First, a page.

Kindred Spirits – Asher Durand

October 19, 2010

Kindred Spirits (1849) is a painting by the Hudson River School painter Asher Durand. It depicts the previously deceased painter Thomas Cole and his friend poet William Cullen Bryant in the Catskill Mountains.

Kindred Spirits is regarded as a defining work of the Hudson River School. Although painted in the detailed and realistic style that Durand championed for the American landscape school, the painting’s idealized composition brings together several sites, including the Clove of the Catskills and Kaaterskill Falls, in a way that is not geographically possible. This shows that the main purpose of the painting was intended to pay tribute to American nature and to the two men who had celebrated its special beauties together. Durand’s Kindred Spirits paid homage first and foremost to Cole’s ability as a painter of American wild scenery.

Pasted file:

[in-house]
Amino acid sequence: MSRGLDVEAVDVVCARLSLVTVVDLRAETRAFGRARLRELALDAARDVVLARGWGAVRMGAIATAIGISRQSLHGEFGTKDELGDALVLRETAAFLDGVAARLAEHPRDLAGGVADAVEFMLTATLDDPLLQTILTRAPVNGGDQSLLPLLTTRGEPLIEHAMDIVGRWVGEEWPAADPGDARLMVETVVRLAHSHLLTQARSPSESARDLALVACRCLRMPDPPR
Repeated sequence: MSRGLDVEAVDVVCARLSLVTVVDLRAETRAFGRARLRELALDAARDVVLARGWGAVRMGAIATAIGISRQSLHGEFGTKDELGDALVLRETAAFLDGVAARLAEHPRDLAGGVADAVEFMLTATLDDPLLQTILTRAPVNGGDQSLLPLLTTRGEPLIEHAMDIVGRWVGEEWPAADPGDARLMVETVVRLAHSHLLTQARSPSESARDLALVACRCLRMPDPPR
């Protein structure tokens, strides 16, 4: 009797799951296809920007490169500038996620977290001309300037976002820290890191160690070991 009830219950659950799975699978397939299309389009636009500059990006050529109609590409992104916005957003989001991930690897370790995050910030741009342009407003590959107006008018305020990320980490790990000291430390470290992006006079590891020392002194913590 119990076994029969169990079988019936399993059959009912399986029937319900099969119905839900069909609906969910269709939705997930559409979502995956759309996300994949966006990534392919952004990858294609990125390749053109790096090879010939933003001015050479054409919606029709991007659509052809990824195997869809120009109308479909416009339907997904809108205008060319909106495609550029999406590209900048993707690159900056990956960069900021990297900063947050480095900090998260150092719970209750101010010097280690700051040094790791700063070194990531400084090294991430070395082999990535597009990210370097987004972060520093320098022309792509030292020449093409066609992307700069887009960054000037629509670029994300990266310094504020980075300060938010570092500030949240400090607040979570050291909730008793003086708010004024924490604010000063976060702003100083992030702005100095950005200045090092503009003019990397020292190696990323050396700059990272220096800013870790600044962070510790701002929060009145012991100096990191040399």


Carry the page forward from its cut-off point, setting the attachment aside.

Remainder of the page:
By looking at the painting it becomes evident that Durands intention was to remember these men by showing the environment they enjoyed to be in most, nature at its finest. Surrounded by blossoming plants and sunshine making everything appear bright and enjoyable.

The painting was commissioned by New York art collector Jonathan Sturges as a gift to Bryant in appreciation of his eulogy of Coles. Its title was inspired by John Keats’ “Sonnet to Solitude”. Bryant’s daughter Julia donated the painting to the New York Public Library in 1904. In 2005, it was sold at auction to Walmart heiress Alice Walton for $35 million, a record for a painting by an American artist.


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